If you are looking for an answer to the question What is Artificial Intelligence? and you only have a minute, then here's the definition the Association for the Advancement of Artificial Intelligence offers on its home page: "the scientific understanding of the mechanisms underlying thought and intelligent behavior and their embodiment in machines."
However, if you are fortunate enough to have more than a minute, then please get ready to embark upon an exciting journey exploring AI (but beware, it could last a lifetime) …
The World Wide Fund for Nature (WWF) recently asked UK families to help scientists monitor biodiversity trends by identifying species in their gardens using iNaturalist's Seek app. Participants were able to measure everything from birds and insects to plants, flowers and fungi through the app's artificial intelligence (AI) technology, with the findings used to build a better picture of the nation's wildlife. This is just one example of AI's use in conservation; far larger projects, involving satellite imagery and machine learning, are giving scientists unprecedented insights into the natural world. "The application of AI in wildlife protection is full of infinite potential," a WWF spokesperson tells me. "It can not only improve protection efficiency, but also help protection managers better understand the implementation of their own protected areas."
World Wildlife Fund for Nature Indonesia (WWF-Indonesia) is on a mission to save critically endangered orangutans in Indonesia. According to WWF, Bornean orangutan populations have declined by more than 50% over the past 60 years and the species' habitat has been reduced by at least 55% over the past 20 years. Severe declines in the orangutan population native to Indonesia and Malaysia can be traced directly back to humans and their cruel poaching and illegal pet trade practices, as well as causing the destruction of habitats. As orangutans are largely solitary and spend much of their lives in trees, conservation efforts to accurately measure remaining populations are complicated and time-consuming, WWF-Indonesia explained. In an attempt to accelerate efforts to save the orangutans, WWF-Indonesia has turned to Amazon Web Services (AWS) to use machine learning services to better understand the size and health of orangutan populations in their native habitat.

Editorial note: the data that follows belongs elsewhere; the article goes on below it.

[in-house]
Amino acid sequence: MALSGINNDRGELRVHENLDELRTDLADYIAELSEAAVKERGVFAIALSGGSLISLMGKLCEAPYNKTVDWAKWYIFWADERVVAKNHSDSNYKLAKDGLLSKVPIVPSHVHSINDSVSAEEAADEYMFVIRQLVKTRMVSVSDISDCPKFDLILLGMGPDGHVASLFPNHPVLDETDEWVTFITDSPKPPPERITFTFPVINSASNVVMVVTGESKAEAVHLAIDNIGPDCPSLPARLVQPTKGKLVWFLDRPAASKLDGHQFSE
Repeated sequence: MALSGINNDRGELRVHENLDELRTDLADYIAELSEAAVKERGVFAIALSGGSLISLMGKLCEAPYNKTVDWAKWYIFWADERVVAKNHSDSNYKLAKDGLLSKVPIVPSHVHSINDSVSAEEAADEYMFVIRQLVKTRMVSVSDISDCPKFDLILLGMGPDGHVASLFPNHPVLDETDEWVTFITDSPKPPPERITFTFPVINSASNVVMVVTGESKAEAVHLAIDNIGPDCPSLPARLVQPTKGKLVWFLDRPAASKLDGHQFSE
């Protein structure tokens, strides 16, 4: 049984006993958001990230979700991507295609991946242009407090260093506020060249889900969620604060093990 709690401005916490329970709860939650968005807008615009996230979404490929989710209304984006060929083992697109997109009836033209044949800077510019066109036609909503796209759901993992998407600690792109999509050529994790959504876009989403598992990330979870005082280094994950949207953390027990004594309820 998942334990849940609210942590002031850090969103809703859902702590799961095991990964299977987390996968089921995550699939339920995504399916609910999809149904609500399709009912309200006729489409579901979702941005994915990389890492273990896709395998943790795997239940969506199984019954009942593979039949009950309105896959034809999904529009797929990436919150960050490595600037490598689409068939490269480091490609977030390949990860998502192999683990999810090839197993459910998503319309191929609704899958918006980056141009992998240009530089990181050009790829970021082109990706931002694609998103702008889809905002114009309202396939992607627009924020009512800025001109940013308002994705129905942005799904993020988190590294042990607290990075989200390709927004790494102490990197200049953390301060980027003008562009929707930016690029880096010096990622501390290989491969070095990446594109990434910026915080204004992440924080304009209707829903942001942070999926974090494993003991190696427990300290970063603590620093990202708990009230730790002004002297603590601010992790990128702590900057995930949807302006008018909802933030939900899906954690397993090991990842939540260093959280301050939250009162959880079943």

Today, April 22, 2020, is Earth Day. Accenture, Intel and the Sulubaaï Environmental Foundation announced Project: CORaiL, an artificial intelligence (AI) - powered solution to monitor, characterize and analyze coral reef resilience. Since May 2019, it's been deployed to the reef surrounding Pangatalan Island, Philipines. Researchers have been using the 40,000 images collected to study the effects of climate change in the area. According to the United Nations Environment Programme, coral reefs protect coastlines from tropical storms, provide food and income for 1 billion people, and generate $9.6 billion in tourism and recreation.